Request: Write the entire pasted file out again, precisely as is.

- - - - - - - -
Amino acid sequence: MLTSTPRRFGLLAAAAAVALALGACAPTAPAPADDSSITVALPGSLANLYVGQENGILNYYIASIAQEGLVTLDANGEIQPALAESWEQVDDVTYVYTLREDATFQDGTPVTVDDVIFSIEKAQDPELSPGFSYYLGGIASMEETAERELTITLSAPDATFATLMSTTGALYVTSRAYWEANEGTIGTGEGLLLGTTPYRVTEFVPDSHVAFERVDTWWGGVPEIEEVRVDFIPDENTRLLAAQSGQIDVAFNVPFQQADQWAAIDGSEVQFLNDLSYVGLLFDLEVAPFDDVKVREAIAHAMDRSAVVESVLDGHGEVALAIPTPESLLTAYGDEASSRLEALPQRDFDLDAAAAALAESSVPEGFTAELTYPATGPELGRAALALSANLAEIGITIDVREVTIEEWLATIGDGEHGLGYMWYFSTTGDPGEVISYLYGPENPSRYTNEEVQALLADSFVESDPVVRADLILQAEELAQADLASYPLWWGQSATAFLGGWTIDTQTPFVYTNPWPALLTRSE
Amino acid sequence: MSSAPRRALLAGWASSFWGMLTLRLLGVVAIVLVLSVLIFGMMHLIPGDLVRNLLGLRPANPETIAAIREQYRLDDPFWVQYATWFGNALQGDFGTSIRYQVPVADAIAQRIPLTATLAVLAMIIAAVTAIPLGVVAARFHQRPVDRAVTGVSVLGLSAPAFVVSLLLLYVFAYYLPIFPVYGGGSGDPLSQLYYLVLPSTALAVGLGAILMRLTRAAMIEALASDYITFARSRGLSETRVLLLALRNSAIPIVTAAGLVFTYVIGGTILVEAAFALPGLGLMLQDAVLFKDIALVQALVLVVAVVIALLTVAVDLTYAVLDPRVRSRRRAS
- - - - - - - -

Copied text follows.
Amino acid sequence: MLTSTPRRFGLLAAAAAVALALGACAPTAPAPADDSSITVALPGSLANLYVGQENGILNYYIASIAQEGLVTLDANGEIQPALAESWEQVDDVTYVYTLREDATFQDGTPVTVDDVIFSIEKAQDPELSPGFSYYLGGIASMEETAERELTITLSAPDATFATLMSTTGALYVTSRAYWEANEGTIGTGEGLLLGTTPYRVTEFVPDSHVAFERVDTWWGGVPEIEEVRVDFIPDENTRLLAAQSGQIDVAFNVPFQQADQWAAIDGSEVQFLNDLSYVGLLFDLEVAPFDDVKVREAIAHAMDRSAVVESVLDGHGEVALAIPTPESLLTAYGDEASSRLEALPQRDFDLDAAAAALAESSVPEGFTAELTYPATGPELGRAALALSANLAEIGITIDVREVTIEEWLATIGDGEHGLGYMWYFSTTGDPGEVISYLYGPENPSRYTNEEVQALLADSFVESDPVVRADLILQAEELAQADLASYPLWWGQSATAFLGGWTIDTQTPFVYTNPWPALLTRSE
Amino acid sequence: MSSAPRRALLAGWASSFWGMLTLRLLGVVAIVLVLSVLIFGMMHLIPGDLVRNLLGLRPANPETIAAIREQYRLDDPFWVQYATWFGNALQGDFGTSIRYQVPVADAIAQRIPLTATLAVLAMIIAAVTAIPLGVVAARFHQRPVDRAVTGVSVLGLSAPAFVVSLLLLYVFAYYLPIFPVYGGGSGDPLSQLYYLVLPSTALAVGLGAILMRLTRAAMIEALASDYITFARSRGLSETRVLLLALRNSAIPIVTAAGLVFTYVIGGTILVEAAFALPGLGLMLQDAVLFKDIALVQALVLVVAVVIALLTVAVDLTYAVLDPRVRSRRRAS